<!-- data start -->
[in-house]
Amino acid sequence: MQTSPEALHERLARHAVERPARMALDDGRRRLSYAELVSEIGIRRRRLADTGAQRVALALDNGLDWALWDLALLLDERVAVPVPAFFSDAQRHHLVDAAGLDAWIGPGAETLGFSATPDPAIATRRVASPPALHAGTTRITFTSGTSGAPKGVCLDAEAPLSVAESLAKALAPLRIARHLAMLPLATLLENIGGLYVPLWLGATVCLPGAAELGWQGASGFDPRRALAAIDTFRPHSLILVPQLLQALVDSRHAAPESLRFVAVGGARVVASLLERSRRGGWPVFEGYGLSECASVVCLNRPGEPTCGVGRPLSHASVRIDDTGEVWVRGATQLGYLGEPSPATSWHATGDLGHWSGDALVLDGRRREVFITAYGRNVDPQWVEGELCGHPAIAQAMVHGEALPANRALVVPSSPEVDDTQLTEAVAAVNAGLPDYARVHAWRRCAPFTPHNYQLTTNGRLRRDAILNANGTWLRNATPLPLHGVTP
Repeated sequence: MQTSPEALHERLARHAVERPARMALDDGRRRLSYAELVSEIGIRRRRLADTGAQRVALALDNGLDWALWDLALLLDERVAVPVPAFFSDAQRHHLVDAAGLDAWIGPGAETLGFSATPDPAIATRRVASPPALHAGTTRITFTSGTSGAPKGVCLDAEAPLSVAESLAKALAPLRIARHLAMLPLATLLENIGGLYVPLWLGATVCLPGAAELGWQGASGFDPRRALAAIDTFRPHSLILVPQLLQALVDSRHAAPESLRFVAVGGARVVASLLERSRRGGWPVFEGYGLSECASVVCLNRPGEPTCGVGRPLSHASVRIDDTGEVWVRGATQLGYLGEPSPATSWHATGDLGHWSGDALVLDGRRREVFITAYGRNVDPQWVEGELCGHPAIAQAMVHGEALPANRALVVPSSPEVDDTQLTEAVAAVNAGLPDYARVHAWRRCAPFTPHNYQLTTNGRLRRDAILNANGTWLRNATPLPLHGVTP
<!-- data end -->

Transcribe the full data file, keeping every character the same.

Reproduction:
[in-house]
Amino acid sequence: MQTSPEALHERLARHAVERPARMALDDGRRRLSYAELVSEIGIRRRRLADTGAQRVALALDNGLDWALWDLALLLDERVAVPVPAFFSDAQRHHLVDAAGLDAWIGPGAETLGFSATPDPAIATRRVASPPALHAGTTRITFTSGTSGAPKGVCLDAEAPLSVAESLAKALAPLRIARHLAMLPLATLLENIGGLYVPLWLGATVCLPGAAELGWQGASGFDPRRALAAIDTFRPHSLILVPQLLQALVDSRHAAPESLRFVAVGGARVVASLLERSRRGGWPVFEGYGLSECASVVCLNRPGEPTCGVGRPLSHASVRIDDTGEVWVRGATQLGYLGEPSPATSWHATGDLGHWSGDALVLDGRRREVFITAYGRNVDPQWVEGELCGHPAIAQAMVHGEALPANRALVVPSSPEVDDTQLTEAVAAVNAGLPDYARVHAWRRCAPFTPHNYQLTTNGRLRRDAILNANGTWLRNATPLPLHGVTP
Repeated sequence: MQTSPEALHERLARHAVERPARMALDDGRRRLSYAELVSEIGIRRRRLADTGAQRVALALDNGLDWALWDLALLLDERVAVPVPAFFSDAQRHHLVDAAGLDAWIGPGAETLGFSATPDPAIATRRVASPPALHAGTTRITFTSGTSGAPKGVCLDAEAPLSVAESLAKALAPLRIARHLAMLPLATLLENIGGLYVPLWLGATVCLPGAAELGWQGASGFDPRRALAAIDTFRPHSLILVPQLLQALVDSRHAAPESLRFVAVGGARVVASLLERSRRGGWPVFEGYGLSECASVVCLNRPGEPTCGVGRPLSHASVRIDDTGEVWVRGATQLGYLGEPSPATSWHATGDLGHWSGDALVLDGRRREVFITAYGRNVDPQWVEGELCGHPAIAQAMVHGEALPANRALVVPSSPEVDDTQLTEAVAAVNAGLPDYARVHAWRRCAPFTPHNYQLTTNGRLRRDAILNANGTWLRNATPLPLHGVTP